Suggest using an exercise ball as a desk chair, and you may be met with anything from enthusiasm to bafflement or wild derision. Despite anecdotes from adults pleased to have made the switch from desk chair to exercise ball, sitting on a ball all day is still seen as outside the norm. And although there is some evidence about the positive effects of sitting on an exercise ball for an extended period of time, there are some downsides too.
Video of the Day
Seat of Discomfort
In a pair of small studies about exercise-ball seating conducted at the University of Waterloo, some subjects reported discomfort when sitting on an exercise ball for an extended period of time. Researchers speculated that this might be due to increased soft tissue compression, resulting from the larger contact area while sitting on a ball as compared to an office chair.
Risk of Falling
One of the big draws for sitting an exercise ball instead of an office chair is the idea of getting an ab workout without any extra effort. It's true that for the very deconditioned, just the act of maintaining your balance while seated on an exercise ball can present a challenge; but this also introduces a potential risk. You could be hurt if you fall off the ball in a moment of distraction or inattention to balance.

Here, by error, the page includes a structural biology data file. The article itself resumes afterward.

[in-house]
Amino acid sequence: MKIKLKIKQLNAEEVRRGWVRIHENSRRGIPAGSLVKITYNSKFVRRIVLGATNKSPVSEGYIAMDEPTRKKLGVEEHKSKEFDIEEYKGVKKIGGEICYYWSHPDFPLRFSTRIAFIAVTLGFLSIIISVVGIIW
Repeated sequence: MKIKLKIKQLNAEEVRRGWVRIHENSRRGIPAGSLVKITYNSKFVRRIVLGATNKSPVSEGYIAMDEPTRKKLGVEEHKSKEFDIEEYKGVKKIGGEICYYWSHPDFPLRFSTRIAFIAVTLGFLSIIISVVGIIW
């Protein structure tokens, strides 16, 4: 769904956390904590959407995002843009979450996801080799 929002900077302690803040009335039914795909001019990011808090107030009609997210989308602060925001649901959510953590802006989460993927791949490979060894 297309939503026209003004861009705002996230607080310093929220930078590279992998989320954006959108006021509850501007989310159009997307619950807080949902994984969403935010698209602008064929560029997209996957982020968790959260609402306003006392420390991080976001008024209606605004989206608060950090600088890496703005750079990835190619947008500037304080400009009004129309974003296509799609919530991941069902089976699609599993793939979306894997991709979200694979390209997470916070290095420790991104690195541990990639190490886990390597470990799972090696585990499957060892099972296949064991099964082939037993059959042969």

Lack of Support
The Waterloo studies showed only very minor changes in muscular activation when sitting on an exercise ball as compared to sitting in an office chair. But some still view the exercise ball's lack of back support as a definite contrary aspect. Using the ball is no guarantee that you'll develop great posture; you can still slouch if you so choose.
Potential for Bursting
Although exercise balls are made of very tough plastic, they're still essentially giant balloons. Accidentally roll your ball over a dropped thumbtack and it will burst, landing you suddenly on the floor. Even burst-proof exercise balls will deflate when punctured, although they usually do it slowly enough that you have a chance to get off, instead of being unceremoniously dumped.
Exercise balls don't require much maintenance. But if you notice that the ball compresses more than six inches when you sit on it, it has lost some air and needs to be reinflated.
Although some studies have shown that exercise balls help increase engagement in focus groups, they may present a distraction to some. If you find the constant movement of the ball beneath you or the temptation to bounce on it distracting, you might be better off in a conventional chair.